UC’s transportation design track is applying for a PACE grant (Partners for the Advancement of Collaborative Engineering Education). PACE is a joint philanthropic initiative of General Motors, EDS/UGS and Sun Microsystems 1999 to support key academic institutions worldwide with computer-based engineering tools to prepare mechanical designers, engineers and analysts with the skills to compete in the future. At one PACE presentation, the audience was told that they new employee of the future in the automotive industry would be a “designing engineer.”
“I said to Dale that they were talking about something far more profound that just math skills for engineers. That effective collaboration has so many issues in it. What we could do that was really distinctive was this cross-college collaboration that we already knew how to do. We have lots of people who do this — Sid Barton’s course with biomechanical engineering (co-developed with Ed Grood and Bill Ball), for example.”
So they started with two industrial design students. Welsh and Murray each talked to a few people, until they ended up with about 16 students from four different departments on campus. What developed was astounding. The students set the pace.
“They pushed so far beyond their own faculty,” says Welsh. “Dale and I knew what was going to happen because we had experience, but the other faculty kept telling the kids ‘You don’t have to work this hard — you don’t really have to be that interdisciplinary.’ And they said, ‘Are you kidding? Yes we do — we can do this!’ Well they just blew the socks off everybody. It is truly a testimonial for what we do here in experiential education. We can take people with different backgrounds — these are kids at the ends of their programs, so they think of themselves as designers, marketers, engineers — and they learn to communicate, to listen really carefully, to understand the mindset that the other person brought.”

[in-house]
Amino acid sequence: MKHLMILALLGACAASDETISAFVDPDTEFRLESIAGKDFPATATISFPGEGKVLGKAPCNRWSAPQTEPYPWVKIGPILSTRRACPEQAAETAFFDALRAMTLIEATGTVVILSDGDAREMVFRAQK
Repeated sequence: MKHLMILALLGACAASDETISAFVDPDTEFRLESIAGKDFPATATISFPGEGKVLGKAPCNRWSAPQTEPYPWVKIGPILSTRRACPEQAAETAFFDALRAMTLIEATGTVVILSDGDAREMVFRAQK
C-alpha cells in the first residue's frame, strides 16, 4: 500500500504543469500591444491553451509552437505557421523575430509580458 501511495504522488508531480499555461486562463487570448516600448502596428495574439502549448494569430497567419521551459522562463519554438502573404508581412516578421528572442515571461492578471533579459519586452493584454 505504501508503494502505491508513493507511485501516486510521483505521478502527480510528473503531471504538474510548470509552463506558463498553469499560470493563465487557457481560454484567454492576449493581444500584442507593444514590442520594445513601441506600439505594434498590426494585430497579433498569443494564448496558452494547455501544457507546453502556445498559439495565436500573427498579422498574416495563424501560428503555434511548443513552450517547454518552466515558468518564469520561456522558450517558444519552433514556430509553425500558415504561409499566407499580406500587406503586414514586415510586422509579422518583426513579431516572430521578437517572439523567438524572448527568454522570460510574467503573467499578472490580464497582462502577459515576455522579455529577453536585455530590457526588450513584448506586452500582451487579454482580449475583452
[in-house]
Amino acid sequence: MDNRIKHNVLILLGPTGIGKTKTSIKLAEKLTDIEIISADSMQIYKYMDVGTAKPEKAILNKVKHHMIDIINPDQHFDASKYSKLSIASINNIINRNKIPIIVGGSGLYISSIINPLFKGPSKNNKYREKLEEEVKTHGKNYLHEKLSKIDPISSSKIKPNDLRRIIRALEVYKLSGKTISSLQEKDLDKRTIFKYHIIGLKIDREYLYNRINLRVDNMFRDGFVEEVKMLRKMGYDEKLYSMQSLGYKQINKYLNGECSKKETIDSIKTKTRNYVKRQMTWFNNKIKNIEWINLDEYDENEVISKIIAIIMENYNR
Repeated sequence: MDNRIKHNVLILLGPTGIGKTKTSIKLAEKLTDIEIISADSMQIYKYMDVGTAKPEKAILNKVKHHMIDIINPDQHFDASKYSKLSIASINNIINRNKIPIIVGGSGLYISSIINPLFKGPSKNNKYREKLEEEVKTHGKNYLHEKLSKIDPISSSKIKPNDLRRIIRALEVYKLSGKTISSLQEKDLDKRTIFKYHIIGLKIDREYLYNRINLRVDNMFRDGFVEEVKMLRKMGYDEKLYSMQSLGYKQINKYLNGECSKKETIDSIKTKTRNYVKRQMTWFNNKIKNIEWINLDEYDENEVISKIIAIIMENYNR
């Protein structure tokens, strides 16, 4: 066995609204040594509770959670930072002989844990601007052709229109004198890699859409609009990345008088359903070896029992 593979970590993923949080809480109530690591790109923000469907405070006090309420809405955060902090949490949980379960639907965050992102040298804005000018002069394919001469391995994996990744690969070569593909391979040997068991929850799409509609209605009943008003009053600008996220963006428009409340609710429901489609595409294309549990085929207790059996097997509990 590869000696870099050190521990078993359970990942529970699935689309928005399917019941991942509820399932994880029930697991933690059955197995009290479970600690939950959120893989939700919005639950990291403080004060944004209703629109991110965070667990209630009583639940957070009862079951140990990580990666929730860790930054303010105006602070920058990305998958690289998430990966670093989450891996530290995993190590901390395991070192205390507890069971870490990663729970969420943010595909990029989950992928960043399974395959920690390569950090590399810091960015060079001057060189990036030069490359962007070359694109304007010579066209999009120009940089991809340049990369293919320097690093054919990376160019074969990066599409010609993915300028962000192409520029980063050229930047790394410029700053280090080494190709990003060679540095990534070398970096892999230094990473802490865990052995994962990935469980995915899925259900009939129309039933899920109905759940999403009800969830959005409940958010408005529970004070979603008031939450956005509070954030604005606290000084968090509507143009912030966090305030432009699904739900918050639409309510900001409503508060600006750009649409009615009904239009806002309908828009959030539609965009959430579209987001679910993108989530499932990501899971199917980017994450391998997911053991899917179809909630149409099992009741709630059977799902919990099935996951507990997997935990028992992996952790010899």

Throughout the project, the students used the faculty as consultants. The students conducted long critiquing sessions with the different faculty and led the scholarship.
“It is the quintessential UC|21 course!” says Welsh. “Academic experience, student-led research, creating opportunity and forging partnerships. As a teacher, you’re a partner with the student in the learning process. Occasionally you’re the guide; sometimes you’re the de-mystifier; sometimes you’re the mystifier.”
Welsh says that this prompts the students to ask questions — and then answer them. Her goal in teaching is to focus not so much on teaching specific content but the skills to acquire the content knowledge.
“You know you’ve succeeded with students when they take the process away from you, because then you know when they move on in life that they have a way of learning,” she says. “And never missing an opportunity to add value.”
All faculty members have had students who just occupy a chair in the class, who just want the “boxes checked.” Welsh tells her students — right in the syllabus — that they should think of her class as going to work.
“Your boss expects you to show up and your boss expects you to do something while you’re there,” she says. “I take the educational part of this process very seriously and challenge them to add value. If they feel that value wasn’t added, it’s not just me; it’s just as much them. If they want to demand value, they have to be willing to add value.”
Welsh clearly practices what she preaches. “It’s nice when you can get your teaching and your service and your research to all line up.”
“Teaching is in fashion here!"